A new imaging technique has allowed researchers to observe the “dance” HIV undergoes as it prepares to infect a cell, an advancement that may open doors for developing new ways of preventing infection. The study findings were described in the journal Science and were also a component of a related study in the journal Nature.

For the Science study, researchers adapted an imaging technique in which two fluorescent molecules, or “beacons,” were inserted into HIV’s outer envelope in order to measure tiny distances—in the realm of a billionth of an inch. Then they used single-molecule fluorescence resonance energy transfer imaging to visualize the beacons as they moved, thus depicting the changing formation of the viral proteins.

“Making the movements of HIV visible so that we can follow, in real time, how surface proteins on the virus behave will hopefully tell us what we need to know to prevent fusion with human cells—if you can prevent viral entry of HIV into immune cells, you have won,” Scott Blanchard, PhD, an associate professor of physiology and biophysics at Weill Cornell and one of three co-lead authors on the Science study, said in a release.

The researchers studied the motion of gp120 and gp41 proteins, or “trimers,” that open like a blossom when HIV is in the presence of a CD4 cell. This exposes the subunit of the gp41, which is a key factor in the chain reaction required for the virus to infect the immune cell. There are about 10 to 20 trimers on the surface of each HIV particle. The fact that they mutate rapidly makes it challenging for the immune system to fight the virus and for researchers to develop vaccines that target the trimers.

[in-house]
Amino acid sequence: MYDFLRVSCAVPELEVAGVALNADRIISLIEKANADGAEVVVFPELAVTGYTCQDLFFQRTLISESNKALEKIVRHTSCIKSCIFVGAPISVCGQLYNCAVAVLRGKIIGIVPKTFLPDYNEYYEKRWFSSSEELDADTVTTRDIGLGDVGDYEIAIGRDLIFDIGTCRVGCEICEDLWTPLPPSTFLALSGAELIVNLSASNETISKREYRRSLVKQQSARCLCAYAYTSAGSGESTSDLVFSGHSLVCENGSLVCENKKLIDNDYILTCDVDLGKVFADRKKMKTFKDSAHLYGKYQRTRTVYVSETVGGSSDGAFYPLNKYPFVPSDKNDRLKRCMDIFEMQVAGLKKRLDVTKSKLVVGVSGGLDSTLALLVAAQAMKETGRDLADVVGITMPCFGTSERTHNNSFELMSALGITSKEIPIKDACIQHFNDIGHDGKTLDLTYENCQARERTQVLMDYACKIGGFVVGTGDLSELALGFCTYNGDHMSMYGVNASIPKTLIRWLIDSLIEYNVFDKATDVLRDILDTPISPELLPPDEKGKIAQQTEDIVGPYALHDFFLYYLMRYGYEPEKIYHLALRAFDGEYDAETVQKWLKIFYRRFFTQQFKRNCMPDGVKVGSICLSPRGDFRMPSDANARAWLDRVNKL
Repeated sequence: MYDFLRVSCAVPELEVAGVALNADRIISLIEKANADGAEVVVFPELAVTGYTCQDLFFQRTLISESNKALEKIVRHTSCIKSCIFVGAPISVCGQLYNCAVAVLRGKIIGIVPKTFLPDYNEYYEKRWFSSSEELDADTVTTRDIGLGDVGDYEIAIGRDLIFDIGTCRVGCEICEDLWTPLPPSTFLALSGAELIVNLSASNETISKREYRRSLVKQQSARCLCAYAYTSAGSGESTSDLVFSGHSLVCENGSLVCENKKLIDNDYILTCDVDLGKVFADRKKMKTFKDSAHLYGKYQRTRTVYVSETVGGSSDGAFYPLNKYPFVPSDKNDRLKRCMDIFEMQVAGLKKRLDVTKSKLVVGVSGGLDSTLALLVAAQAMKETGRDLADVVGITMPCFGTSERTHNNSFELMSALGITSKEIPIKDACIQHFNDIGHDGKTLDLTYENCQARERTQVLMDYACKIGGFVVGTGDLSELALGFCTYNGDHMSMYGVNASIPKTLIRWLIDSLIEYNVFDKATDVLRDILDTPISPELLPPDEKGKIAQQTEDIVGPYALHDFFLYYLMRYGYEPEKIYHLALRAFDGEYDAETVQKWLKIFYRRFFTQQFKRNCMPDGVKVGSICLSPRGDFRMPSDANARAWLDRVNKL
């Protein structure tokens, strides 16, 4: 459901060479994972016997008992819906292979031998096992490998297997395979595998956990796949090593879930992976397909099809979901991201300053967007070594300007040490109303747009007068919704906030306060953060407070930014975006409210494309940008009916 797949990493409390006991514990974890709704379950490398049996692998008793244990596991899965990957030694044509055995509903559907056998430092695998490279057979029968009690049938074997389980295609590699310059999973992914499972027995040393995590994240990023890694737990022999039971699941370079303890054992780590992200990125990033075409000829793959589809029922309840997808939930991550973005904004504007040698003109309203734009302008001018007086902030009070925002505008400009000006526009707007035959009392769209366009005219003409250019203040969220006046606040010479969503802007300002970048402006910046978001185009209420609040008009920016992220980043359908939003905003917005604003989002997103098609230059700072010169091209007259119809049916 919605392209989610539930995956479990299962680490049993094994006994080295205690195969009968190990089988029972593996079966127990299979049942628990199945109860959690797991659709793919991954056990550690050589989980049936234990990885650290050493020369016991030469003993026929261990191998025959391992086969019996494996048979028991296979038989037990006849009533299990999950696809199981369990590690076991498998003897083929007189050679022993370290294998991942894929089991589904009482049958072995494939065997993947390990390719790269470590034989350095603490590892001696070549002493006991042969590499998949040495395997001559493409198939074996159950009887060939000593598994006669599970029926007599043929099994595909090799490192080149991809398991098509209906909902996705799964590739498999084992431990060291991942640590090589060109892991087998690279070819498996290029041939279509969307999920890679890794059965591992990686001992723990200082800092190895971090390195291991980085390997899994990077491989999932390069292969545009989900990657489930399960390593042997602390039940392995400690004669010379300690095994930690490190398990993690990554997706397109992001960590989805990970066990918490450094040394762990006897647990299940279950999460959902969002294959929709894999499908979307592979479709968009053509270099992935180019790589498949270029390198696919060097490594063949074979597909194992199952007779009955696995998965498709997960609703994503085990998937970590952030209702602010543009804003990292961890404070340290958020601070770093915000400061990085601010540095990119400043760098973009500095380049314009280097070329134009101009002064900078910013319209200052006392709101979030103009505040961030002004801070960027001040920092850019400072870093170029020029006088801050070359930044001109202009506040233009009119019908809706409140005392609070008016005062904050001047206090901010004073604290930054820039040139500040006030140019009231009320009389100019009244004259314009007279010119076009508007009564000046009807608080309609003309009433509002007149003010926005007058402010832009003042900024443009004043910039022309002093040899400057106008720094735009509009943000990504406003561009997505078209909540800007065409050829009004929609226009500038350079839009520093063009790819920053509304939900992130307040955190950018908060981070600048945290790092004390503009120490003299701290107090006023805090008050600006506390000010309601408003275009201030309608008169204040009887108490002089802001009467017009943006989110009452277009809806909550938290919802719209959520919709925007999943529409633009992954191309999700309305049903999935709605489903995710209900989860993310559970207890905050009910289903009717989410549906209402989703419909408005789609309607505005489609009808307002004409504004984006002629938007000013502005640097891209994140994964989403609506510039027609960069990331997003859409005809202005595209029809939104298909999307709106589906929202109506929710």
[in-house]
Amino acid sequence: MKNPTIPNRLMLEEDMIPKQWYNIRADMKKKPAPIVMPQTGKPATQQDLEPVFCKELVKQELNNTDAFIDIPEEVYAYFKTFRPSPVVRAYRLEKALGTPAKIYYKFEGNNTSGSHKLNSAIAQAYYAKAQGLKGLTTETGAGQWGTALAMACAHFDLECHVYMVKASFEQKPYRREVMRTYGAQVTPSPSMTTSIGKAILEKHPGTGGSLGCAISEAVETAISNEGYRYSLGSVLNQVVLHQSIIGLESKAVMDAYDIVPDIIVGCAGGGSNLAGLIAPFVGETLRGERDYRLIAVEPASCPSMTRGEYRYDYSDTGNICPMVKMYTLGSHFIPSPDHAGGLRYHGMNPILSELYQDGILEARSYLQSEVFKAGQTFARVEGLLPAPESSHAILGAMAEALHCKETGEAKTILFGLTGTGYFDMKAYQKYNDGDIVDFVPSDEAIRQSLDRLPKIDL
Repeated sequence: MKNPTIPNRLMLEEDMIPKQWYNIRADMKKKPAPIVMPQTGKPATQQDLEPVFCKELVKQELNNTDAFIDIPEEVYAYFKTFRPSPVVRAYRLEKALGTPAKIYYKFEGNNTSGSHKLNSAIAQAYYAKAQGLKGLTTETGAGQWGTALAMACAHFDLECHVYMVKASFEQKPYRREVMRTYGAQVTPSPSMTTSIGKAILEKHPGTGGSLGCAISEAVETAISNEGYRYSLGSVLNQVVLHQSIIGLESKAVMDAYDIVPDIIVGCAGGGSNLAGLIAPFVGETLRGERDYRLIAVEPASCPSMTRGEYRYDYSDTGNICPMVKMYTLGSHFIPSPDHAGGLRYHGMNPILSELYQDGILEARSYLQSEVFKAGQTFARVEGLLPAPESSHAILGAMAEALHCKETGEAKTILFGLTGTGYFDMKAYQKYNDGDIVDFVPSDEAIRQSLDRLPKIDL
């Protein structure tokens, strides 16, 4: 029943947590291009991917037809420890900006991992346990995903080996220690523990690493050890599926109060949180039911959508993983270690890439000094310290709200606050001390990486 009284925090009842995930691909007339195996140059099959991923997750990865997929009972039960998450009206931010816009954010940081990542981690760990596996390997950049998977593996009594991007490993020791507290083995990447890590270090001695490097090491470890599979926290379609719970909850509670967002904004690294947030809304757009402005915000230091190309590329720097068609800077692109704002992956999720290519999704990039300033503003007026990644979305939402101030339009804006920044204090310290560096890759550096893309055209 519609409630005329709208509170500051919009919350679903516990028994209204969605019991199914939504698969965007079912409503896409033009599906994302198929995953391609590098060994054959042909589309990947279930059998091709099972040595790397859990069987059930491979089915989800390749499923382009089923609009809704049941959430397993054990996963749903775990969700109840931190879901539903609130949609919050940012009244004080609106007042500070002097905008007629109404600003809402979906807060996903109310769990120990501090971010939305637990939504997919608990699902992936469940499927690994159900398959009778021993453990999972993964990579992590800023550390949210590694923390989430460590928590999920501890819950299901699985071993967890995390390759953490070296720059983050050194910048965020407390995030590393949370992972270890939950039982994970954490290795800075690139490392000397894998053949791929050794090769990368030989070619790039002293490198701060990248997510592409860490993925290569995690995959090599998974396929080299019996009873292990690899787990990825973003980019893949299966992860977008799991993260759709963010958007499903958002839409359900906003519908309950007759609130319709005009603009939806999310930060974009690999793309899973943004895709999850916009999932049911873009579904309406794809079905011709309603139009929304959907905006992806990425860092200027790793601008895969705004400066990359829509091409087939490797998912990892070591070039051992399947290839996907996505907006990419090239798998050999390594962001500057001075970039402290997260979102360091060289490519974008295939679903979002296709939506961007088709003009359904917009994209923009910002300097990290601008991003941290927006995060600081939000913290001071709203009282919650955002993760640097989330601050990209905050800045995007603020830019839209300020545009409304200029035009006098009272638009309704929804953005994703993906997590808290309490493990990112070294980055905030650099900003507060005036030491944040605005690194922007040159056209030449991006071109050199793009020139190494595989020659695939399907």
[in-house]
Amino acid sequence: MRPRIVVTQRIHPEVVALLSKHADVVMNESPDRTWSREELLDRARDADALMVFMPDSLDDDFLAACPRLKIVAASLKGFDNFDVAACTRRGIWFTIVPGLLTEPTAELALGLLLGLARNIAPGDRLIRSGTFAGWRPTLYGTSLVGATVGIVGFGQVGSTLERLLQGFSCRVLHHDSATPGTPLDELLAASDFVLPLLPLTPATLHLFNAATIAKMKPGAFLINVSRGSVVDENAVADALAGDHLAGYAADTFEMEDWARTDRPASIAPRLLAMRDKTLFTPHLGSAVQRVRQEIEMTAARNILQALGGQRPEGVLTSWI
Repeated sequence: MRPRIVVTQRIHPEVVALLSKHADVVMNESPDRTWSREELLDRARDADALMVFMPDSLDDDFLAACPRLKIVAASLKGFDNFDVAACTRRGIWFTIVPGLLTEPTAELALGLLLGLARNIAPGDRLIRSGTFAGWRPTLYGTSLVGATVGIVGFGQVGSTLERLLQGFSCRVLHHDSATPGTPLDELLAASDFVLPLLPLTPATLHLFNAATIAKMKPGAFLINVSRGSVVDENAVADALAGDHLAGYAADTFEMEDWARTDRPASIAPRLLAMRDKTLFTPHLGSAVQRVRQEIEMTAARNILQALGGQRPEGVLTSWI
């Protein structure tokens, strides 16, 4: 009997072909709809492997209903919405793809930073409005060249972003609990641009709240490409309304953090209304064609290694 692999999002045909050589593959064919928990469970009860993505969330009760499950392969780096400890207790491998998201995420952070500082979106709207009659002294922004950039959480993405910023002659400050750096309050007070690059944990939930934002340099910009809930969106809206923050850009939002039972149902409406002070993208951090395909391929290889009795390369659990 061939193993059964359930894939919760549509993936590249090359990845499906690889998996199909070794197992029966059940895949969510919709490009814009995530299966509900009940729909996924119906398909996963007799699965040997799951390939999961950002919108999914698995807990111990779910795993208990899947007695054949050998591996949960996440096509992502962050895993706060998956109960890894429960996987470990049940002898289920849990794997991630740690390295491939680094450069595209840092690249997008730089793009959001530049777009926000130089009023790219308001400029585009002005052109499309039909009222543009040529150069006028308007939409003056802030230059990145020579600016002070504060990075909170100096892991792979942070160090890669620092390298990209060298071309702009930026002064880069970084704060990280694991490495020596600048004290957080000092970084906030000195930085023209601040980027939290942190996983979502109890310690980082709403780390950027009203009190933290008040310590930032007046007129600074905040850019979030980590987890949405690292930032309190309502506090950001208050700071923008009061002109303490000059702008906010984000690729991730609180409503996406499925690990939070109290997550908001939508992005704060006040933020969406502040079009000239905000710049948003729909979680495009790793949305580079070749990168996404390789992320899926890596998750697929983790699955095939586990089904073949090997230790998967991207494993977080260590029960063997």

Challenging the belief of many scientists that the trimers remain static when not in the presence of a CD4 cell, the researchers in this study found that the particles actually change shape constantly.

The researchers saw that antibodies that have shown some effectiveness against the virus prevented gp120 from opening. This reaction was linked to a lowered capacity for HIV to infect cells. Similar effects took place when the scientists tested a small molecule being developed as a means of preventing HIV infection.

“What we have shown in the Science study is that we now have the means to obtain real-time images of processes happening on the surface of intact HIV particles, which we now plan to use to screen the impact of drugs and antibodies that can shut it down,” said Blanchard, who is also an author on the Nature paper.

Researchers in the Nature study used X-ray crystallography to capture a three-dimensional image of one of the configurations uncovered through the methods described in the Science paper.

To read the Science abstract, click here.

To read the Nature abstract, click here.

To read the press release, click here.